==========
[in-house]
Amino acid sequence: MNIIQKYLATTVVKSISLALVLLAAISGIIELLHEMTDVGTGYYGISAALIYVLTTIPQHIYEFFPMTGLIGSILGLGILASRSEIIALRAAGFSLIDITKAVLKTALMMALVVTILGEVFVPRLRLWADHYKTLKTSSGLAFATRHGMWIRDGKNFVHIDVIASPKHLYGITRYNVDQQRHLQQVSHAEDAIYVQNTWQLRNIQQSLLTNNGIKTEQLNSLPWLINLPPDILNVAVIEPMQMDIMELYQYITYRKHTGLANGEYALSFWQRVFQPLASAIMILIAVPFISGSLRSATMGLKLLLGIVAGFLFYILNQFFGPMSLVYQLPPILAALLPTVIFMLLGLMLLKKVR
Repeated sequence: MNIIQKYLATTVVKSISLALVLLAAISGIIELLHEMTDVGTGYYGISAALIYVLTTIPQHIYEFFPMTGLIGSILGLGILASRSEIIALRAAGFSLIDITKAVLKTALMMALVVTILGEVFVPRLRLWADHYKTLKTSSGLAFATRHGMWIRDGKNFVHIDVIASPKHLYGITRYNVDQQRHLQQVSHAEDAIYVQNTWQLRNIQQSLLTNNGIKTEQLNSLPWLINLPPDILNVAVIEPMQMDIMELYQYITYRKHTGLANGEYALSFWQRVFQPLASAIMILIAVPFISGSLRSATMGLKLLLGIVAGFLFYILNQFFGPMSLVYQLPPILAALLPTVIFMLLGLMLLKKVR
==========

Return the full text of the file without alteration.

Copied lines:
[in-house]
Amino acid sequence: MNIIQKYLATTVVKSISLALVLLAAISGIIELLHEMTDVGTGYYGISAALIYVLTTIPQHIYEFFPMTGLIGSILGLGILASRSEIIALRAAGFSLIDITKAVLKTALMMALVVTILGEVFVPRLRLWADHYKTLKTSSGLAFATRHGMWIRDGKNFVHIDVIASPKHLYGITRYNVDQQRHLQQVSHAEDAIYVQNTWQLRNIQQSLLTNNGIKTEQLNSLPWLINLPPDILNVAVIEPMQMDIMELYQYITYRKHTGLANGEYALSFWQRVFQPLASAIMILIAVPFISGSLRSATMGLKLLLGIVAGFLFYILNQFFGPMSLVYQLPPILAALLPTVIFMLLGLMLLKKVR
Repeated sequence: MNIIQKYLATTVVKSISLALVLLAAISGIIELLHEMTDVGTGYYGISAALIYVLTTIPQHIYEFFPMTGLIGSILGLGILASRSEIIALRAAGFSLIDITKAVLKTALMMALVVTILGEVFVPRLRLWADHYKTLKTSSGLAFATRHGMWIRDGKNFVHIDVIASPKHLYGITRYNVDQQRHLQQVSHAEDAIYVQNTWQLRNIQQSLLTNNGIKTEQLNSLPWLINLPPDILNVAVIEPMQMDIMELYQYITYRKHTGLANGEYALSFWQRVFQPLASAIMILIAVPFISGSLRSATMGLKLLLGIVAGFLFYILNQFFGPMSLVYQLPPILAALLPTVIFMLLGLMLLKKVR